Do neocons in Japan pose threat to peace? Question the culture


By Joe Hhung

Sixty-nine years ago from last Friday, I heard Emperor Hirohito’s gyokuon hoso (玉音放送), or broadcast, in jade voice. He started to tell all his subjects “Despite the best that has been done by everyone …” which I understood, and continued to drone on for quite some time. There were only a handful of people in Taiwan who heard the broadcast, although there had been a notice on it on the previous day. Few, if any, listeners knew their emperor was telling them in fact Japan accepted unconditional surrender to end what was known as the Great East Asian War (大東亞戰爭), which began with Japan’s sneak attack on Pearl Harbor on Dec. 8, 1941. Well, most of the Japanese subjects, including those in Taiwan and Korea, who heard Hirohito’s broadcast, have died. Gone with them is the haunting memory of the war and gnawing wartime misery. These people were deadly opposed to any more war for whatever purposes. They hated war, but their sons and daughters born long after the war have no such memory. It has paved the ground for the rise of neo-conservatism in Japan,

Neo-conservatism is also known as the neo-defense school that refers to a hawkish new generation of Japanese conservatives, of whom Prime Minister Shinzo Abe is the most prominent one. Others include Mayor of Osaka Toru Hashimoto, Secretary-General Shigeru Ishiba of the Liberal Democratic Party who may succeed Abe, and such luminaries as former Prime Minister Junichiro Koizumi who was born during the war years but has never tasted the war misery and former Governor of Tokyo Shintaro Ishihara, who was one year my junior in school. I don’t think Ishihara heard Hirohito’s broadcast in jade voice. Japan’s neo-conservatives are different from older Japanese conservatives in that they take a more “active” view of the Japanese self-defense forces and are known for making what would be considered in the West “politically incorrect” statements, for which Ishihara is particularly well-known.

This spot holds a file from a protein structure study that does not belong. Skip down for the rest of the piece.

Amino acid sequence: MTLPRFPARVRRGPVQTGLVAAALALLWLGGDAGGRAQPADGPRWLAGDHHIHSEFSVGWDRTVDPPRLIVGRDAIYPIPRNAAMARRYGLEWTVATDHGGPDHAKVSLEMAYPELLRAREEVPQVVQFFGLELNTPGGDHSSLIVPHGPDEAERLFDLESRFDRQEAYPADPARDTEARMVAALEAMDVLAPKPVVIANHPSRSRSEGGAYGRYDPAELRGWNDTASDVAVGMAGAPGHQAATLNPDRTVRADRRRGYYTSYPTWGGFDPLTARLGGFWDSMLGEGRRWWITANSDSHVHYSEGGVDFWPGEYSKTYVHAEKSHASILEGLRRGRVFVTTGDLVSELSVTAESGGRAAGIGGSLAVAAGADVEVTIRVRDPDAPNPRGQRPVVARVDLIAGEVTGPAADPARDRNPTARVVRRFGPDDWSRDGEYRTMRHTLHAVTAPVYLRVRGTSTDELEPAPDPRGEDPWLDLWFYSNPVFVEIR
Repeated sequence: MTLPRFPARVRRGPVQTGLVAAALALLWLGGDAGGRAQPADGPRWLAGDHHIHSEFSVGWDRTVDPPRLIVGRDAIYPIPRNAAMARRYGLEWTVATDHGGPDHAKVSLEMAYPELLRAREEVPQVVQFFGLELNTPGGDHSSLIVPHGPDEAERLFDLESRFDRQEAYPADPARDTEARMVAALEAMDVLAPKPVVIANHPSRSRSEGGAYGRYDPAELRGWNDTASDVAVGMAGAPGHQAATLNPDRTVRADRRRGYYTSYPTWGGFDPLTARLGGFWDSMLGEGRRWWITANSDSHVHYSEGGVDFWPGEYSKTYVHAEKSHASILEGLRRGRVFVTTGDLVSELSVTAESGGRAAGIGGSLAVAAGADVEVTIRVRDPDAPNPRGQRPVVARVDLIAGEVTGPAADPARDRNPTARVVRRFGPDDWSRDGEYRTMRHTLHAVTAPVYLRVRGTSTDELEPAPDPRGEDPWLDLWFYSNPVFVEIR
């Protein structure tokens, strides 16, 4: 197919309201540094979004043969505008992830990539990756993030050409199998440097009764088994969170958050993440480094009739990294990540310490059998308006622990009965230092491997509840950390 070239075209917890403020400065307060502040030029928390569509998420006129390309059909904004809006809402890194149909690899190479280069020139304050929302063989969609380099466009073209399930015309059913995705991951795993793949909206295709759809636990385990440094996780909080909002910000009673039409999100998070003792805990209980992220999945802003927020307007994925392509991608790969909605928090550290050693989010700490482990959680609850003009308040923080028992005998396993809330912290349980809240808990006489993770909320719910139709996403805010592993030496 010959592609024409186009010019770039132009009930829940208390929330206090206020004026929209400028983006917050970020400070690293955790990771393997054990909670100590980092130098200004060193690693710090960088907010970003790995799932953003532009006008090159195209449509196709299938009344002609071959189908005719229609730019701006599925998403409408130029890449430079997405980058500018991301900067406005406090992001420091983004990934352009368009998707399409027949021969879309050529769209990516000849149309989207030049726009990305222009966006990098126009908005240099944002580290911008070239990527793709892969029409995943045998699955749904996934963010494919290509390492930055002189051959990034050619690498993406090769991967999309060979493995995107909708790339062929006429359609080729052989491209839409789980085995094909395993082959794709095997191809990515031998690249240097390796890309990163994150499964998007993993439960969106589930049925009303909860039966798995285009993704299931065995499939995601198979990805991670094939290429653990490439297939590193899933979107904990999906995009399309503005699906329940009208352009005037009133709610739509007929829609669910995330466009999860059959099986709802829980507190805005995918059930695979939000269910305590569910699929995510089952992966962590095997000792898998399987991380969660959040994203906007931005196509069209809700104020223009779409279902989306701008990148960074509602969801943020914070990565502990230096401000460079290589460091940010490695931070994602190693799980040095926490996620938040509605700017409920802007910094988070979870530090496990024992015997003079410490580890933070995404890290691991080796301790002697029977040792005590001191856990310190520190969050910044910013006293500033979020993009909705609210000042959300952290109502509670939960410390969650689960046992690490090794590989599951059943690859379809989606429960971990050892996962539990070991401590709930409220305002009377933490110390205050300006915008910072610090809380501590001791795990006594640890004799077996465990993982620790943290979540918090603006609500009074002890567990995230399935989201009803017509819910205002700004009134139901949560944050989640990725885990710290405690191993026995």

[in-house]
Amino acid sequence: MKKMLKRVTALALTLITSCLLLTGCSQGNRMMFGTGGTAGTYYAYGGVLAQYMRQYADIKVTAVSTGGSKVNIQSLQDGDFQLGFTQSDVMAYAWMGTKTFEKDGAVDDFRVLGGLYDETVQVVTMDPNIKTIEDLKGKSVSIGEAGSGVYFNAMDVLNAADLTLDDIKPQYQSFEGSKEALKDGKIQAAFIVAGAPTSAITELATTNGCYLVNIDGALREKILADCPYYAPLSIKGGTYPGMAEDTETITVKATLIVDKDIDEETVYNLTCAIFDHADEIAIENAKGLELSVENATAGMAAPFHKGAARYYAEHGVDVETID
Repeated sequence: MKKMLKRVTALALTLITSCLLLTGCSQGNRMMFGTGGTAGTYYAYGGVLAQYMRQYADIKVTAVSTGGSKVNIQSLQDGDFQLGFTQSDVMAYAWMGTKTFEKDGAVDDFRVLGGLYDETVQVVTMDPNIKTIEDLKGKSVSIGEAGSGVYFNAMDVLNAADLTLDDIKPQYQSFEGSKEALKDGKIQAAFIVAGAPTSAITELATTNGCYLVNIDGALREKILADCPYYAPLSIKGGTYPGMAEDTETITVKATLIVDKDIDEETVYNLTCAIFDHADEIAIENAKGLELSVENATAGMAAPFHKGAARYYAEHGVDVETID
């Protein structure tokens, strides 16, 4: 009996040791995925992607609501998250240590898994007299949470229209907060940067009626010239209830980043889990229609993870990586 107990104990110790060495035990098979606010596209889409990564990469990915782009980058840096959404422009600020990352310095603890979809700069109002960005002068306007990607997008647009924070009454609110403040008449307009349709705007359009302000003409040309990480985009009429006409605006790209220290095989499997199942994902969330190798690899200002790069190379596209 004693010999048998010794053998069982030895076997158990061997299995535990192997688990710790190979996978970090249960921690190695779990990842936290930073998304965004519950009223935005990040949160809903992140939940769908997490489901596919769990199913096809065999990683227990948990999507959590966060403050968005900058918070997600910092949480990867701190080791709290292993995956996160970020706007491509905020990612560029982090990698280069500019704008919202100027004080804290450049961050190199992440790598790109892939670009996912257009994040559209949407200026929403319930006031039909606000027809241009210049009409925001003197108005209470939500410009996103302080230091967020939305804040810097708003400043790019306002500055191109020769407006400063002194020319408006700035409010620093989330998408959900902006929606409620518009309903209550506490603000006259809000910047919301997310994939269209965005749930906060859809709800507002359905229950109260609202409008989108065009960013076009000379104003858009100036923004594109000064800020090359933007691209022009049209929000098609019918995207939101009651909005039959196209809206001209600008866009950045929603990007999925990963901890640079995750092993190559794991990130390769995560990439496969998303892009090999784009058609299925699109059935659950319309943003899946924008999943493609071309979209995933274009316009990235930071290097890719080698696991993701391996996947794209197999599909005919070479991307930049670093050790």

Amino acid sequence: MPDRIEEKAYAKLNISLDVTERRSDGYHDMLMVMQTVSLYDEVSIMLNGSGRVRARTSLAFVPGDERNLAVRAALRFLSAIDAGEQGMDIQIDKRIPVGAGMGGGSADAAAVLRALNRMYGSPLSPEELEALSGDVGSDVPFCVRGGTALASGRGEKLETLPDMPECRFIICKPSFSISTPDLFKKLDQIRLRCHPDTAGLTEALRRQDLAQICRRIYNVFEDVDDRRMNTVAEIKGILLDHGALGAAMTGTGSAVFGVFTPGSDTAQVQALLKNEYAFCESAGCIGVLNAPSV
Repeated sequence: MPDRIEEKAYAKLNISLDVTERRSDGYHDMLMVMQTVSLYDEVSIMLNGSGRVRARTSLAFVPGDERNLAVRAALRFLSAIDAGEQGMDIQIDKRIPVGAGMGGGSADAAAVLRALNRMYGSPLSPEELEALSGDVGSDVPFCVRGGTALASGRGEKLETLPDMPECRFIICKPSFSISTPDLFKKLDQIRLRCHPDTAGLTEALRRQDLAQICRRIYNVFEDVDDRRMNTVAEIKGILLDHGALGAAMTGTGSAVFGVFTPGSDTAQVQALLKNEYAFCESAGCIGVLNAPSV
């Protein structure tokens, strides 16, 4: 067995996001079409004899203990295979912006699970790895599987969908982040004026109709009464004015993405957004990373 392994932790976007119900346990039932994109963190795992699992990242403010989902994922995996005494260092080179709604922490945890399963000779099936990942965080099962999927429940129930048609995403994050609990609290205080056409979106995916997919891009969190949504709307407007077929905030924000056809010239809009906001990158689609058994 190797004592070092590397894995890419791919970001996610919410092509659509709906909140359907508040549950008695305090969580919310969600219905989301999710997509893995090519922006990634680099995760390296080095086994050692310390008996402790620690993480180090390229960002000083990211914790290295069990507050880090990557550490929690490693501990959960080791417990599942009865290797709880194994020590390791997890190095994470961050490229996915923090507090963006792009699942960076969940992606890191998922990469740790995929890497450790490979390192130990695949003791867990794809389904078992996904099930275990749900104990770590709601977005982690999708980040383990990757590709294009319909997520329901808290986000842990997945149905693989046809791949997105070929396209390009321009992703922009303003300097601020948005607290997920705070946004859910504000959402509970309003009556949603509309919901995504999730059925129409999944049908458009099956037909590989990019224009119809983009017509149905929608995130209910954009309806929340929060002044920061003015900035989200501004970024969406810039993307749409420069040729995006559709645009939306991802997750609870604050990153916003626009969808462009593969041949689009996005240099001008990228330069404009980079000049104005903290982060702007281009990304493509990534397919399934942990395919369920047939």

Despite this, or perhaps because of it, they enjoy fair popularity across the nation, especially with the middle-aged postwar population. As members of the postwar generation themselves, they view themselves as free of responsibility or guilt for Japan’s war crimes. They view China as a country that harbors historical grievances for political gain, rather than accepting Japan’s apologies. They express strong patriotic pride and stress Japan’s international role. They support changing the Japanese constitution, especially Article 9 which is viewed as obsolete, so as to make progress toward “normalizing” Japan’s status in the world like the one in the 1920s. As a matter of fact, it’s the last wish of Abe’s maternal grandfather, Nobusuke Kish, the prime minister who made the U.S.-Japan Security Treaty the anchor of Japan’s foreign policy. Abe, whose mentor is Koizumi, wants Japan to re-arm to the level of most other countries.